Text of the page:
A Parasite’s Parasite

Tales from the Crypt… home to PARASITIC WASPS? This is Sandra Tsing Loh with the Loh Down on Science. Parasites typically target only ONE species at a time. Researchers have assumed the CRYPT-KEEPER, a known parasitic wasp, was no different. Its typical host-du-jour is another wasp called Bassettia pallida… BP

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What the Shell?

  Can she sell sea shells by the sea shore? This is Sandra Tsing Loh with the Loh Down on Science. Sea shell hunting is SWELL. But when carbon dioxide levels rise, the ocean gobbles up shells instead of sharing! See, carbon dioxide is absorbed from air or stirred up

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Slingshot Spiders

Here’s the most exciting new thing on the inter-web – Extreme Spider Sports! This is Sandra Tsing Loh with the Loh Down on Science,. Meet the triangle-weaver spider. Most spiders just sit on their web and wait. But the triangle-weaver sends hers flying! First, the spider stretches out her web,

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Nature Nurtures

Take a chill pill… from Mother Nature? This is Sandra Tsing Loh with the Loh Down on Science. Being outdoors in nature is known to reduce stress and anxiety. For those living and working in cities, a stroll in the park can improve their well-being. But how much fresh air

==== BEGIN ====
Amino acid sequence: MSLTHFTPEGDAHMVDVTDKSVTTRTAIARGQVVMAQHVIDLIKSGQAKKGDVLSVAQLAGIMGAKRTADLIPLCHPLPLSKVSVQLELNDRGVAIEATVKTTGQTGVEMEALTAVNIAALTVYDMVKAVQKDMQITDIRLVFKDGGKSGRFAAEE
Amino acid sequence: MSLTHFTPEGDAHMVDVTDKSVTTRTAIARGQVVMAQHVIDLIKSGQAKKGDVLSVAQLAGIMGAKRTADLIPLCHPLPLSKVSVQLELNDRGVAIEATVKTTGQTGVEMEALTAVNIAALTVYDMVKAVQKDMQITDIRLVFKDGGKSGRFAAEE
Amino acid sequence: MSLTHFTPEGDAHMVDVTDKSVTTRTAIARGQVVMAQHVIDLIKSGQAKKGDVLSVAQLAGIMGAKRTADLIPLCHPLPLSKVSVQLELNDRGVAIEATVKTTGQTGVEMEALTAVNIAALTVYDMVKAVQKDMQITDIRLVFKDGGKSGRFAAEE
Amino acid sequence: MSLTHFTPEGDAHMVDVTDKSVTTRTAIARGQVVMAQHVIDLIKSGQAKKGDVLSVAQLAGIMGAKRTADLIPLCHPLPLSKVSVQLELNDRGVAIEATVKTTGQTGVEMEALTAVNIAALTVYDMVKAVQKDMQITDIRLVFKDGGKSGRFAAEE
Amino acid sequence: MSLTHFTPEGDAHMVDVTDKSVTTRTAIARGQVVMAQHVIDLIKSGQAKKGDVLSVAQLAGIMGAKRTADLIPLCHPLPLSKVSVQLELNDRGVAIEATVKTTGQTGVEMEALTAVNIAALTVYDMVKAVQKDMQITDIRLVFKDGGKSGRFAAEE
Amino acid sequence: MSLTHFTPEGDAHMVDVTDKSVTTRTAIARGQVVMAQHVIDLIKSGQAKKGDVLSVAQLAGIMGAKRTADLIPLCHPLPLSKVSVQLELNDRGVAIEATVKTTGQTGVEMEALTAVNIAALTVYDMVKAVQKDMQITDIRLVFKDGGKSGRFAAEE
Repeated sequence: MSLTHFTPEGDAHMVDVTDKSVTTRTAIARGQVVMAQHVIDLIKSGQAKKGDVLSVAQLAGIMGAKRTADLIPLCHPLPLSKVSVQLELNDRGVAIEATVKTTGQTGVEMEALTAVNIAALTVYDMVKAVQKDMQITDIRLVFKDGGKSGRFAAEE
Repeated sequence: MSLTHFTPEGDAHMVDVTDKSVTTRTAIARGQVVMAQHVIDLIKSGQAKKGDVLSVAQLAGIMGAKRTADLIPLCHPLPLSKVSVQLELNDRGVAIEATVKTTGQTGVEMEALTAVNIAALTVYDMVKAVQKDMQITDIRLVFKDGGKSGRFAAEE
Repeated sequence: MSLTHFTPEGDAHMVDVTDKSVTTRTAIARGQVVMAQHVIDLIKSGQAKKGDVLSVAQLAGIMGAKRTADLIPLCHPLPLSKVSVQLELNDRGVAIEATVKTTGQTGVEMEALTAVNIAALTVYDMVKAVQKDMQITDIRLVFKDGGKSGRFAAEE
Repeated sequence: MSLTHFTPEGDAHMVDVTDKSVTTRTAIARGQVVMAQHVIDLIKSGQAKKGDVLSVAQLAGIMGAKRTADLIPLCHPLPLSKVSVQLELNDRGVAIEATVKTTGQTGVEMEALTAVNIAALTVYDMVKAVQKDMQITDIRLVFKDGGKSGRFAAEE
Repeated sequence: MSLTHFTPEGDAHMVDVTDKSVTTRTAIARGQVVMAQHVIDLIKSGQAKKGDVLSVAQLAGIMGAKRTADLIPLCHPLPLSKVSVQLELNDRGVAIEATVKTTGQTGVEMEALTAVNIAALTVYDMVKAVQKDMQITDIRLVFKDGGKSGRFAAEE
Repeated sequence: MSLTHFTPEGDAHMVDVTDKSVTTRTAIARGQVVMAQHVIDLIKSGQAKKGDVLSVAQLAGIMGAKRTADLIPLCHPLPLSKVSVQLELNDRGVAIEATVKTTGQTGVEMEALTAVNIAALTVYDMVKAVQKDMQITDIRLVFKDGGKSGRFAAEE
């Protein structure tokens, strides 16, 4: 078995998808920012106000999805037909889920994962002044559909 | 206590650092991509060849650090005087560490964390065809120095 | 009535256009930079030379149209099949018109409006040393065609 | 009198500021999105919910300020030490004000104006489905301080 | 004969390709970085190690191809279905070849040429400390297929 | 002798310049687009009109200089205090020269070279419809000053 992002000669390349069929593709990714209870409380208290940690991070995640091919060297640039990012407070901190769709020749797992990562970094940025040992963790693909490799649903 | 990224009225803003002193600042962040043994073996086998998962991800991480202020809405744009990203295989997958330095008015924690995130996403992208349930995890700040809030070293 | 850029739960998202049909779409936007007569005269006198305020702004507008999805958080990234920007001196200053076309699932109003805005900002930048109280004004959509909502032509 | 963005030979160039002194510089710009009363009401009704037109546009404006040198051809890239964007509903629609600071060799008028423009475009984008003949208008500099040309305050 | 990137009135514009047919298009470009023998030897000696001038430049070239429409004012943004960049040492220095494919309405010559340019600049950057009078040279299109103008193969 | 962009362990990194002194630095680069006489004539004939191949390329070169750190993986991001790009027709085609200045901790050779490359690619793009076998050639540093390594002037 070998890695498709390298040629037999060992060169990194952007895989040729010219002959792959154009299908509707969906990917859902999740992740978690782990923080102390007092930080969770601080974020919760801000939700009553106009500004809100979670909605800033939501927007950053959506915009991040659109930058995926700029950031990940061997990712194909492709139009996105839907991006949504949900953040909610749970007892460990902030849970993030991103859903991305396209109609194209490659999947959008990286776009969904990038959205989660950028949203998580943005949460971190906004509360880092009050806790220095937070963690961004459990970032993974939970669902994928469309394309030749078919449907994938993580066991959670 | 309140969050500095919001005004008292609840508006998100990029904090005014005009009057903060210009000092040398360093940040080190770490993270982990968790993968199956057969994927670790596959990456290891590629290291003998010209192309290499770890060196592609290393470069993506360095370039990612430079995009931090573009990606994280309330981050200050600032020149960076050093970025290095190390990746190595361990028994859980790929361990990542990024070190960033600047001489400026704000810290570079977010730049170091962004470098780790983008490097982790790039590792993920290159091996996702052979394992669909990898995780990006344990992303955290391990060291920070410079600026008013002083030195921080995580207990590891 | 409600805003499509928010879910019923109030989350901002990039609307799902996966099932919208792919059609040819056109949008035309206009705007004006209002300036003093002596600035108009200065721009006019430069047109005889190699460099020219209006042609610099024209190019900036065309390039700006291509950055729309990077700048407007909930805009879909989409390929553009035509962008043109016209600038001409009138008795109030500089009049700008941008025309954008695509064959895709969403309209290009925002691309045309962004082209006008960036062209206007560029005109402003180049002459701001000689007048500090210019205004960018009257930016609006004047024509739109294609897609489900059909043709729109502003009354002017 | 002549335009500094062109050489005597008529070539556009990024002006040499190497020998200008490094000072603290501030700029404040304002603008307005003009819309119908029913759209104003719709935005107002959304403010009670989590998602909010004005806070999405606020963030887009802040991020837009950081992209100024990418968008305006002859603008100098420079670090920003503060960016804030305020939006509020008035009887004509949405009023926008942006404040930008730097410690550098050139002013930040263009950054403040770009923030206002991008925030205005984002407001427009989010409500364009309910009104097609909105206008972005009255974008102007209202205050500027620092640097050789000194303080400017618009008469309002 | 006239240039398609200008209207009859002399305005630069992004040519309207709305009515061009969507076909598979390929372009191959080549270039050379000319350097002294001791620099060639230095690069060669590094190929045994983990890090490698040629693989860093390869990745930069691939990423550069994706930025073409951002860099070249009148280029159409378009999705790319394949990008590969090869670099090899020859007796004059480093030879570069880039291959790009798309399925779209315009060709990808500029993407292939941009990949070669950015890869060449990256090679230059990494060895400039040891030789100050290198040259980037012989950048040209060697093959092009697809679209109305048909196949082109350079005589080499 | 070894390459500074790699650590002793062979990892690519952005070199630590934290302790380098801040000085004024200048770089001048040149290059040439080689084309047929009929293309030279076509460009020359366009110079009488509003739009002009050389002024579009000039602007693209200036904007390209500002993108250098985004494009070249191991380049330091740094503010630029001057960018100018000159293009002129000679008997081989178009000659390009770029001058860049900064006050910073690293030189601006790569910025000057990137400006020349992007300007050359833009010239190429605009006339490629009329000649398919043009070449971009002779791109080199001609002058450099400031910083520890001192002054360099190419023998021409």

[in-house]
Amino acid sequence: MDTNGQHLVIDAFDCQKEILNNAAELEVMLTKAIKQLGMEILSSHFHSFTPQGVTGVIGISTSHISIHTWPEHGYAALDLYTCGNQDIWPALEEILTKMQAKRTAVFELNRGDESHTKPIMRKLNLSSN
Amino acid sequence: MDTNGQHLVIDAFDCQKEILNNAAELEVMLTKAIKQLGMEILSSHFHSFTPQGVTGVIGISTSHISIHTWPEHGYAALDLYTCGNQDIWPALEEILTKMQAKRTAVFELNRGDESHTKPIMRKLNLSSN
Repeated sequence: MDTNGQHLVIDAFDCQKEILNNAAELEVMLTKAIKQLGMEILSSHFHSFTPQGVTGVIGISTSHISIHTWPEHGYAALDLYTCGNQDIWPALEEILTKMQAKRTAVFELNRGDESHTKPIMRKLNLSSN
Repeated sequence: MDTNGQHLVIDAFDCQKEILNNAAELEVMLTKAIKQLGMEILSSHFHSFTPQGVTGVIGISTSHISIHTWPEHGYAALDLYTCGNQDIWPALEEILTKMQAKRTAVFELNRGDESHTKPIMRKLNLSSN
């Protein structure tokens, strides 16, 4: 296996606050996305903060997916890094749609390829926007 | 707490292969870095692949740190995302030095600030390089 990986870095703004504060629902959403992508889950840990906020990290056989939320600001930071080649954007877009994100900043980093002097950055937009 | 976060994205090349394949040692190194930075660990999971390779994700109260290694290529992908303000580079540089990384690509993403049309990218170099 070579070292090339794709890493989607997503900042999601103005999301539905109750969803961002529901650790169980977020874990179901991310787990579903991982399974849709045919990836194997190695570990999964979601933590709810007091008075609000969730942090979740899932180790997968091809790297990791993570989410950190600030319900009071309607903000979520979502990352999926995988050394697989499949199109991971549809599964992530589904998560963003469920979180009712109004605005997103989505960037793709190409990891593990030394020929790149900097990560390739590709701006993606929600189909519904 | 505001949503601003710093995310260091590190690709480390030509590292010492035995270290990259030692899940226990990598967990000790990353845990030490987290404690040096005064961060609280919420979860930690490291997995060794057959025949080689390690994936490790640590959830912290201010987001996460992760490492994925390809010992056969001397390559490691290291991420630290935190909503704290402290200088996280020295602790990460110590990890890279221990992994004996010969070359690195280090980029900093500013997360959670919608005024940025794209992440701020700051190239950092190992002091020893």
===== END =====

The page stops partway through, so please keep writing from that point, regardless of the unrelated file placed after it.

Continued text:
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Under Pressure

Dum-dum dum da-da dum-dum…You think YOU’RE “under pressure?” This is Sandra Tsing Loh with the Loh Down on Science. The shrimp-like critter, Hirondellea gigas has us all beat! It lives under EXTREME pressure, ten thousand meters deep underwater. How extreme? Eight-hundred times that at sea level! Other crustaceans cannot survive

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Put a Gribble in Your Tank!

Gas prices have you feeling CRABBY? This is Sandra Tsing Loh with the Loh Down on Science. Fossil fuels aren’t going to be around forever. Fortunately, scientists are finding new ways to develop similar fuels from wood! But turning wood into fuel might need the help of a little friend.

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Cutest Study Ever

Ah, nature! Trees, rivers… hamster wheels? This is Sandra Tsing Loh with the Loh Down on Science. Running wheels aren’t just for pet hamsters. They’re lab tools—used, say, to study exercise in mice. But running literally in circles seems nutty. Indeed, many consider the behavior a neurotic byproduct of captivity.

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